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     Volume 6 Issue 19 | May 18, 2007 |

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Tackling Noise Pollution

Syeda Samin Mortada

For centuries the progress of civilisation has been defined by the relentless growth of cities. Today more people live in urban areas than in the countryside. These growths of mega cities indicate an apocalypse of global epidemics and all sorts of pollution, be it air, water or noise. Today we focus on the ever increasing noise pollution that we are facing and how it is gradually changing our lives, definitely not for the better, but for the worse. We are living in a very noisy world, and the more you listen the louder it all becomes.

Think about the last time you were in your office trying to concentrate on an important project; there were phones and mobiles ringing (one of them an abandoned mobile with a tormenting ring tone), air conditioner humming, keyboards rattling and colleagues rambling nearby. At the end of the day, when you finally wanted to relax in your way back home, the excessive noise of buses, trucks, automobiles and motorbikes started to give you a headache and the unnecessary tooting of horns just wanted to make you cry. Reaching home, when you decided to call it a day and went off to bed, the guy upstairs with his power tools and mallets, or the loud speaker from a birthday party nearby drilled you with severe noise pollution.

Noise is a prominent feature of the environment including noise from transport, industry and neighbours. In 1996, the World Health Organisation declared noise to be a significant threat to health. It has documented seven categories of adverse health effects of noise pollution on humans. They are: hearing impairment, interference with spoken communication, sleep disturbances, cardiovascular disturbances, disturbances in mental health, impaired task performance and negative social behaviour and annoyance reactions. A study published in the European Heart Journal, Berlin reports that chronic noise exposure does more than threaten your hearing. Prolonged exposure to high noise levels was shown to cause high blood pressure and increase the risk of a heart attack. Another study by researchers at the University of Michigan also suggested that loud work environments can raise blood pressure and is associated with a wide range of effects on human health and well being.

There is a rise among teenagers and children with impaired hearing in one or both ears. The use of personal music players, ear phones and headsets at potentially dangerous volume settings for extended periods of time may have adverse effects which may even lead to permanent hearing loss. Rock musicians, employees of music clubs and people working in places where noise frequently exceeds safe levels are also at risk.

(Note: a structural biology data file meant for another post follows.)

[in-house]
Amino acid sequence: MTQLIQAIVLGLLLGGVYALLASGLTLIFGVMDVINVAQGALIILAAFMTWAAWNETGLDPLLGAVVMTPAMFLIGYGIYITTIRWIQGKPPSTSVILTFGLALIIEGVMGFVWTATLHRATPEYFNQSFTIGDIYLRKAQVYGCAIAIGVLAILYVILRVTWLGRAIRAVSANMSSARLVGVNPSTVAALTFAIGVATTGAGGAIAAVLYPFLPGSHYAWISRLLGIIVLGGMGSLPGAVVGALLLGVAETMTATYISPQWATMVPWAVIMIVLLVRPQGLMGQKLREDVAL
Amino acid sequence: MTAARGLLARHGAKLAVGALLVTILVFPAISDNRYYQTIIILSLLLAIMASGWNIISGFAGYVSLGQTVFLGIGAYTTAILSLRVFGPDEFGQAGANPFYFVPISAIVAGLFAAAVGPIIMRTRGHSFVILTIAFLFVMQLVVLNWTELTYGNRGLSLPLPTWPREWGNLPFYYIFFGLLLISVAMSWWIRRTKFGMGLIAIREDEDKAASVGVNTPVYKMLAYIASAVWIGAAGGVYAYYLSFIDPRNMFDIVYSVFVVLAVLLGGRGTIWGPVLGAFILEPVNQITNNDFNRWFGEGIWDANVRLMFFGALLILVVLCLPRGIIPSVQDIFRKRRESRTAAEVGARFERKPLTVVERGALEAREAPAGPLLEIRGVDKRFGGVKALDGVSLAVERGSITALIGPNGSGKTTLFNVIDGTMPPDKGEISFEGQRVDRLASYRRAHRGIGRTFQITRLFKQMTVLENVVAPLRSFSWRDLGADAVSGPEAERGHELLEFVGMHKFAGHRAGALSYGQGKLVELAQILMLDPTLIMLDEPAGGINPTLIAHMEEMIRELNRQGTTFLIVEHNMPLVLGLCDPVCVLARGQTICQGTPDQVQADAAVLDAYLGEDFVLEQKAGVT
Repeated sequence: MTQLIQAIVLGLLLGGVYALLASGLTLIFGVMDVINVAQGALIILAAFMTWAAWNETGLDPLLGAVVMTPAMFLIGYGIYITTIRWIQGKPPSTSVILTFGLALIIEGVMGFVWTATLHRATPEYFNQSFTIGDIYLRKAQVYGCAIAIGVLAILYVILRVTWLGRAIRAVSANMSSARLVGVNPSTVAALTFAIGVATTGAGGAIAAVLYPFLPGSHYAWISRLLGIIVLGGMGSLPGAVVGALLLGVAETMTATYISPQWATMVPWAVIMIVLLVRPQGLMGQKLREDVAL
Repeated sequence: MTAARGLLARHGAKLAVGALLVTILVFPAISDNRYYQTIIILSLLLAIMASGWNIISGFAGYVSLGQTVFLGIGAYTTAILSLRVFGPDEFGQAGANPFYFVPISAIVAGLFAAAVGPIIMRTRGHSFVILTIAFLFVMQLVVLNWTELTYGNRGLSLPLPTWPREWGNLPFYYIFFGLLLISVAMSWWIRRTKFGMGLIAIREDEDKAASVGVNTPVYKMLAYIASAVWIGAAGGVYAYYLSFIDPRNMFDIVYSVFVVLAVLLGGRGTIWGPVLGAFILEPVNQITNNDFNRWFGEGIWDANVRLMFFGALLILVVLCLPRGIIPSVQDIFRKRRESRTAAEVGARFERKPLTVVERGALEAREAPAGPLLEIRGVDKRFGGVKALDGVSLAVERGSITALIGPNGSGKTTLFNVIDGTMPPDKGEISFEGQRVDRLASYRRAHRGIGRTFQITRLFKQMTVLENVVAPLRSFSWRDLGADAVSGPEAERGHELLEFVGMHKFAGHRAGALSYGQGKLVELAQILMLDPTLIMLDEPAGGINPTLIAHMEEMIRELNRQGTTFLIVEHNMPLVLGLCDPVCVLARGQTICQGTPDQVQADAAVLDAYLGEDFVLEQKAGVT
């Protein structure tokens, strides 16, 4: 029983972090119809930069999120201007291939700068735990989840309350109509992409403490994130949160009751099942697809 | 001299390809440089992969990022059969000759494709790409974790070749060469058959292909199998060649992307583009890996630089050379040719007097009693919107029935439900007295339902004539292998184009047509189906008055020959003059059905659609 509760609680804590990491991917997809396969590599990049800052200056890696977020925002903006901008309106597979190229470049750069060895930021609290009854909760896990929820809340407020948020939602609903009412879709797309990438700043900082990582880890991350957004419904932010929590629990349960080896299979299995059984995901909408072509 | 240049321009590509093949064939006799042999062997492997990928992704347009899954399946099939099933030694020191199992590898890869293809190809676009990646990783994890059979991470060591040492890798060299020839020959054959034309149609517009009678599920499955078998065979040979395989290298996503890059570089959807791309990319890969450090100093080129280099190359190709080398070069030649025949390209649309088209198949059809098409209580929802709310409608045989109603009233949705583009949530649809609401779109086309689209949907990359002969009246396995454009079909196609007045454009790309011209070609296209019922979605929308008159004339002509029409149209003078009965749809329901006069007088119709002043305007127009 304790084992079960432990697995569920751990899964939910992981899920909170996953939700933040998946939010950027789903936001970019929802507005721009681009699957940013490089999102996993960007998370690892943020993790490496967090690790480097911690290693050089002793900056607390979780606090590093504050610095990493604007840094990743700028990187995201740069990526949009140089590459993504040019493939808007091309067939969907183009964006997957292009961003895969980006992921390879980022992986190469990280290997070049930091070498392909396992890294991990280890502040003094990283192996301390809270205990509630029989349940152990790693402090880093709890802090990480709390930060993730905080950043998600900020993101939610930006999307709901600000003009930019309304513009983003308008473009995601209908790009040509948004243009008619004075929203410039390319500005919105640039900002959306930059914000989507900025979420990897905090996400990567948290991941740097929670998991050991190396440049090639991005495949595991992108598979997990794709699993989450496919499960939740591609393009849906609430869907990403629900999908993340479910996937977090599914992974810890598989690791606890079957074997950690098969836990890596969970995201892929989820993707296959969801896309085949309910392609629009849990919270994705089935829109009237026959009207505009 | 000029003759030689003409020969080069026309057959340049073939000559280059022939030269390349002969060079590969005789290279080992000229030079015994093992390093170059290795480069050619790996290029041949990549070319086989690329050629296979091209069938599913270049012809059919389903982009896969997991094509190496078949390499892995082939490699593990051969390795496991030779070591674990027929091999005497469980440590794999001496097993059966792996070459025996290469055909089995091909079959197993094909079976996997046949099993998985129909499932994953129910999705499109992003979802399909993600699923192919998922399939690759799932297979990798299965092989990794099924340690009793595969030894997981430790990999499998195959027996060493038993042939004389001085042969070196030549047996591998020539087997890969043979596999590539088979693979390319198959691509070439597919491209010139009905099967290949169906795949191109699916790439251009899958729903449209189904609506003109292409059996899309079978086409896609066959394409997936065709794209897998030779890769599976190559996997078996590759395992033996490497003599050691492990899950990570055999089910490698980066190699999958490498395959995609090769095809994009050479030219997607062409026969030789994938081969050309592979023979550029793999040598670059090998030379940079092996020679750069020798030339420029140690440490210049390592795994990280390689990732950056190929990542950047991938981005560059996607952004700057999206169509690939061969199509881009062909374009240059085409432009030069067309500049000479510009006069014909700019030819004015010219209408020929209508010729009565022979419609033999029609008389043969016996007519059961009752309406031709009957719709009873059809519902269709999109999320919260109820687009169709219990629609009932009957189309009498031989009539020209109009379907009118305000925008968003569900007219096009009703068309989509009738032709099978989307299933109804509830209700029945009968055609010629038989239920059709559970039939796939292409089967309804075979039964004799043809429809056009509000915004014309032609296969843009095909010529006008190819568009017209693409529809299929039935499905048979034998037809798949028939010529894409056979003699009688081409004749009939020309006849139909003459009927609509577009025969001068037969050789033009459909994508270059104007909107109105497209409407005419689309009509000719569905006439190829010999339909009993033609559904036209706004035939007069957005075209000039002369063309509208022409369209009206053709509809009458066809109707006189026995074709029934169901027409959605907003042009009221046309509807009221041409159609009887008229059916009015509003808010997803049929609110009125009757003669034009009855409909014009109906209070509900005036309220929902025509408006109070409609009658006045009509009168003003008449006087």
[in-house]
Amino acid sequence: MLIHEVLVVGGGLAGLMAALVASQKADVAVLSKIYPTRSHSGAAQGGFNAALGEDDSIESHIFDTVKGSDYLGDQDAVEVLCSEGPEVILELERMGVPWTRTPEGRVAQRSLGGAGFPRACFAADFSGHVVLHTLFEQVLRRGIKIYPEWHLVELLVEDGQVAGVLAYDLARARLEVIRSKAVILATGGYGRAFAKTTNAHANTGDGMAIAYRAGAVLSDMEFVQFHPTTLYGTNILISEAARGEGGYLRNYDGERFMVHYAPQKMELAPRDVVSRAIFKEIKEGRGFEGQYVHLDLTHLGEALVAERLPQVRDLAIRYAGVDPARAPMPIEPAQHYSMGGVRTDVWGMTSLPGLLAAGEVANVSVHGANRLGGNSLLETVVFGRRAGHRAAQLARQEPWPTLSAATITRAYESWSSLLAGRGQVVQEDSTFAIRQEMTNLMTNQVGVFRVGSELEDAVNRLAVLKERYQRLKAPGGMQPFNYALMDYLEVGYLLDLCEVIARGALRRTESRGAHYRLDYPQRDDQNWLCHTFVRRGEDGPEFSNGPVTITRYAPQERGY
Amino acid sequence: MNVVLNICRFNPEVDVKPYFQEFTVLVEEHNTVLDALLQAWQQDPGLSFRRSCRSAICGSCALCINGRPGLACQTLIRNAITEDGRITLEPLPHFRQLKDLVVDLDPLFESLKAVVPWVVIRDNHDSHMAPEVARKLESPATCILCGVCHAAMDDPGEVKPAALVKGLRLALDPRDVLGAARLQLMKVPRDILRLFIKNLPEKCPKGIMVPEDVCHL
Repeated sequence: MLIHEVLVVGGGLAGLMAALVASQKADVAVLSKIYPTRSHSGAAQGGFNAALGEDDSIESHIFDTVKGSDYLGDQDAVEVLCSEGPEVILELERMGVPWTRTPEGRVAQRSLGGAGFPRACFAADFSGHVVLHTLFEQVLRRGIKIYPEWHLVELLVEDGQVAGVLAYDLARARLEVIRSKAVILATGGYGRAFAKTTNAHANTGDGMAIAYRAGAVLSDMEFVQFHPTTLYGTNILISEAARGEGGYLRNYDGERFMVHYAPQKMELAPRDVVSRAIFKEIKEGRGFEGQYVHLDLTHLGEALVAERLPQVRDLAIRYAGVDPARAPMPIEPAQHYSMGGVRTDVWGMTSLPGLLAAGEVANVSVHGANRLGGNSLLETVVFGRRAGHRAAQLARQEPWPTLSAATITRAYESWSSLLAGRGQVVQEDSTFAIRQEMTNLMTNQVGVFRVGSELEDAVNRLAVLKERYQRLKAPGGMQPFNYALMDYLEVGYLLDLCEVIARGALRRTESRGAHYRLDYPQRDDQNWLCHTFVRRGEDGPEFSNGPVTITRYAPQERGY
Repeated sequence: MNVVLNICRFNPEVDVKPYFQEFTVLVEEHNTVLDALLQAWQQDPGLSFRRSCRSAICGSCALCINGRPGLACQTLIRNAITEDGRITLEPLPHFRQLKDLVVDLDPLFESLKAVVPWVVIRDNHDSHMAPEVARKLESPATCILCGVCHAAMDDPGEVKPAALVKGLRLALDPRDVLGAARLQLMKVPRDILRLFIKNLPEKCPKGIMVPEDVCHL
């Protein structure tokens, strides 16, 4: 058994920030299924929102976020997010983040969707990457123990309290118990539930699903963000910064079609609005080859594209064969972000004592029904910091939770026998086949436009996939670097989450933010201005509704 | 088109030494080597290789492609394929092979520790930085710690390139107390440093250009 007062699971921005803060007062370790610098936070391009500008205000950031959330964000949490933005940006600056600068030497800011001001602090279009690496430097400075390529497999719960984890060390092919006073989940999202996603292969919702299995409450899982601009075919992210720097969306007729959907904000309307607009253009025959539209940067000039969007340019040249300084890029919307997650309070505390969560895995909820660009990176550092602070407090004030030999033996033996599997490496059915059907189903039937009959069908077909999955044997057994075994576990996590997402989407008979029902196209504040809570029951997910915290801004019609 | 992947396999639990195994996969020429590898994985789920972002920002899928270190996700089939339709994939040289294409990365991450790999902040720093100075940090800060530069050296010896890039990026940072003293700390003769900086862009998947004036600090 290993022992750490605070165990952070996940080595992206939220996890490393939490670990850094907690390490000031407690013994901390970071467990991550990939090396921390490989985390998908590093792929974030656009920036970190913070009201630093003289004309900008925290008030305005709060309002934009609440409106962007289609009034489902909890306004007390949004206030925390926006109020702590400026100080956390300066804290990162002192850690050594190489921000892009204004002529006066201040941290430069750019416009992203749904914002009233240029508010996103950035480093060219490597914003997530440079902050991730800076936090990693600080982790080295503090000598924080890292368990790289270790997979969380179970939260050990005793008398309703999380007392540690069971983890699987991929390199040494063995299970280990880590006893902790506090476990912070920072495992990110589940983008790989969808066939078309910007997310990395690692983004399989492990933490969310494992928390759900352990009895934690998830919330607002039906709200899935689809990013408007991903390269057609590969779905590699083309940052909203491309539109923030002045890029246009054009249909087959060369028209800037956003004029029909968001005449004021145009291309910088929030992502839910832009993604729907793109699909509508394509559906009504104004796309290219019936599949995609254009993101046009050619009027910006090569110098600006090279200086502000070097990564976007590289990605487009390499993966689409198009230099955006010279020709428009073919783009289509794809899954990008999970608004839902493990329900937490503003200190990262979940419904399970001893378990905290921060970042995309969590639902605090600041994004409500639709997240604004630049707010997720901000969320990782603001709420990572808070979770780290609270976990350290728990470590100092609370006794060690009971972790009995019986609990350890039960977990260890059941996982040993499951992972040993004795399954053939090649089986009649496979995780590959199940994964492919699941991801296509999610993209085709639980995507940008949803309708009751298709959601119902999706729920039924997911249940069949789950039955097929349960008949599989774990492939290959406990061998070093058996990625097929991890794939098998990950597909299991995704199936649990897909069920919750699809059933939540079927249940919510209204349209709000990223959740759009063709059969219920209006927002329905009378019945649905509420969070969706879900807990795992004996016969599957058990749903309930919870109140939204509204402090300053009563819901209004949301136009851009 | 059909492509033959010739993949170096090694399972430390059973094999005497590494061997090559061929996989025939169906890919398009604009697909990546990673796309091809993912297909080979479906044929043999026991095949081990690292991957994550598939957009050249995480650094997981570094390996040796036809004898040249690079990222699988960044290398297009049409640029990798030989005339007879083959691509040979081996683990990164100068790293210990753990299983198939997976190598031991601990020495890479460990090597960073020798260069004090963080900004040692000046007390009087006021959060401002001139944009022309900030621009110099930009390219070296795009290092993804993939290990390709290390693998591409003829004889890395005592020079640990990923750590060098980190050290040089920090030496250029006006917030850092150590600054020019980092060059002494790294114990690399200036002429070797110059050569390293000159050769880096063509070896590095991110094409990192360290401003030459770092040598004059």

Besides being a health problem, noise is also a social problem in today's modern society. Studies have demonstrated an association between serious annoyance, and highly correlated social responses such as stress anxiety affecting the quality of life on one hand and (psychological) symptoms, cognitive complaints, (self-) medication and use of health services on the other. Noise intrudes into our personal privacy and disturbs our daily activities. The damage noise does to our hearing and mental health depends on the din we are exposed to on a daily basis.

Whether knowingly or unknowingly everyone of us contribute to some noise pollution in our day-to-day activities. Human created noise is harmful to the health and welfare not only for humans but wild life as well. High noise levels may interfere with the natural cycles of animals, including feeding behaviour, breeding rituals and migration paths.

Noise is a threat to our physical, emotional and spiritual well-being. Exposure to noise is on the increase, especially in the general living environment, both in industrialised nations and in developing world regions. This implies that in the coming years noise exposure will still be a major public health problem.

Promoting awareness of this problem, and preventing and abating noise as much as possible is therefore necessary. We need to create, collect, and distribute information and resources on noise pollution. Laws can be strengthened and government efforts increased to help control the pollution. Networks need to be established among environmental, professional, medical, governmental, and activist groups working on noise pollution issues and the activists should be assisted to work against noise pollution. We further need to encourage responsible behaviour regarding noise pollution and foster recognition of the right to quiet.

It is our right to wish to listen or not listen to a particular music or song, depending on our tastes and moods without having other people's choice forced upon us wherever we go. We want to be able to attend movies, listen to speeches, or go dancing without unreasonably loud amplification of noise. And most importantly we want our homes and work places to become havens from unwanted noise.

It will not be possible to create an absolutely quiet world, but to want to see a world where peace and quiet is apart of life and to listen to the sounds of nature without the constant intrusion of machine noise and artificial stimuli may well be possible. We just need to strive and cooperate to achieve that goal!


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